The Grinch: A Different Perspective
I spent a couple of hours in the waiting room of an urgent care the other day and sat through the film How the Grinch Stole Christmas. I’ve seen the animated show dozens of times, but I’d never seen the film before. After becoming a believer, the story took on a new meaning for me. I saw the grumpy old Grinch as an unredeemed sinner, and his heart-changing epiphany as his experience of being born again. But as I watched the film version, I began seeing it through yet another set of eyes.
In the film, Cindy Lou Who had an encounter with the Grinch, who had gained a reputation among the residents of Whoville for being a hateful ogre. None of the Whos had ever bothered inquiring as to why he had developed that reputation. In one scene, Cindy became the victim of the Grinch’s cruelty, but then, most unexpectedly, the old sourpuss showed mercy toward her. And she was left with an experience that didn’t jive with the narrative she’d always believed about him. It made her wonder—if the Grinch were incapable of doing anything good, as she had always been told, why then did he do something so kind toward her?
Cindy wanted to know the truth so she began digging into the Grinch’s history. She scoured the town, interviewing all the Whos that had grown up with him. Then she stumbled upon a story that was almost too bizarre to be true. Apparently, when the Grinch was a boy, one of the popular girls had a crush on him. But another boy had a crush on her, and this boy, out of insecurity and envy, did everything in his power to publicly humiliate the Grinch so that the girl would see him as a failure and turn her affections elsewhere. It was at this point—when he was bullied and made the laughingstock of the town—that the Grinch’s life began to fill with darkness.
And then it hit me.
Like most of us, the Grinch became a victim of the spirit of rejection, which preys upon those who are told they’re not smart enough, not pretty enough or in some way, just not good enough. This voice reminded the Grinch daily of how he didn’t measure up, how hated he was and how he would never be loved or accepted. Seeing himself as a failure, he chose a life of solitude, thinking it better to live alone than risk further insult from those who did not love or appreciate him. But the Grinch wasn’t the only victim of emotional trauma in this story.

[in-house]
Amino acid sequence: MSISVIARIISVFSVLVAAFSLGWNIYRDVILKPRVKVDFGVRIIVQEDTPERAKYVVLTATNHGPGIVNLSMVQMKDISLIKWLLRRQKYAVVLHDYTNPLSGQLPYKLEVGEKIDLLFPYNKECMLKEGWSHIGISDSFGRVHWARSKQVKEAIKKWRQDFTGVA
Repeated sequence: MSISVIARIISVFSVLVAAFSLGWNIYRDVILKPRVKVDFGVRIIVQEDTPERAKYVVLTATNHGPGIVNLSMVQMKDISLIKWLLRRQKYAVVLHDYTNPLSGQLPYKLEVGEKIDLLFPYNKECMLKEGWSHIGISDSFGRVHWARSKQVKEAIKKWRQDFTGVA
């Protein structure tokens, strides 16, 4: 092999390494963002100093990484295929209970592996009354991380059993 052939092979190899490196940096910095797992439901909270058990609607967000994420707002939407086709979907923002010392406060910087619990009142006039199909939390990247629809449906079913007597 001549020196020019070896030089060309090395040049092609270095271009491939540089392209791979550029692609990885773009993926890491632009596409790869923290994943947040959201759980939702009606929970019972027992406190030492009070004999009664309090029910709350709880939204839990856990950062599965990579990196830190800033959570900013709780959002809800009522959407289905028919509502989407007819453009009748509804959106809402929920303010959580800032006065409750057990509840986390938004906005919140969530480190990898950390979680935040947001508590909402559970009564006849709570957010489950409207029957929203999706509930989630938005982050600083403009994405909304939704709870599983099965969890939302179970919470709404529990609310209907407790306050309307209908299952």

The Whos held an annual competition for the best holiday lighting display. Two women, Martha May and Betty Lou, took the competition to an insane level, pulling out all the stops because they wanted to win the contest more than anything in the world. Just when Betty Lou thought victory was in her grasp, the judge—in an attempt to gain favor with her more buxom competitor—ignored the decision of the Whos and named Martha May the winner. The unfairness left Betty Lou’s heart broken and bleeding.
What kind of person places such high value on a mere contest?
Someone who has suffered so much rejection that she’s decided she must find acceptance not through friendships, but through her accomplishments.
The Who that caused the Grinch so much suffering as a boy, was himself a victim of the spirit of rejection. One can only imagine how many times he must have been told he was a failure. One way to silence the voice of an accuser is to try to prove them wrong. So the boy grew up to be the Mayor of Whoville. Holding an important office gave him a sense of accomplishment. He needed it, for on the inside, he was terribly wounded. And his wounds caused him to doubt his value to the world and that made him lash out at others in acts of deception and cruelty. It was the mayor who switched winners in the contest, breaking Betty Lou’s heart.
I’d like to share one final illustration from a different story:
Cain killed his brother because his sacrifice was rejected and—misinterpreting the rejection of his sacrifice as personal rejection by God—he killed the one whose sacrifice was found acceptable. Cain was also wounded by the spirit of rejection. It’s only because we are wounded ourselves that we wound others.
The bad news is that we are all wounded in one way or another. The good news is that we don’t need to remain that way. If Christmas is to be a time of peace on earth and good will toward men, it may require the healing of our emotional wounds. One of the things prophesied about the child Mary would give birth to is that He would carry upon Himself our griefs and sorrows. Have you ever wondered what that means?
It means we can give Him our griefs and sorrows and receive His healing.
May your Christmas be filled with joy and healing,
p.s. If you need more information about emotional healing, I wrote a short book about it.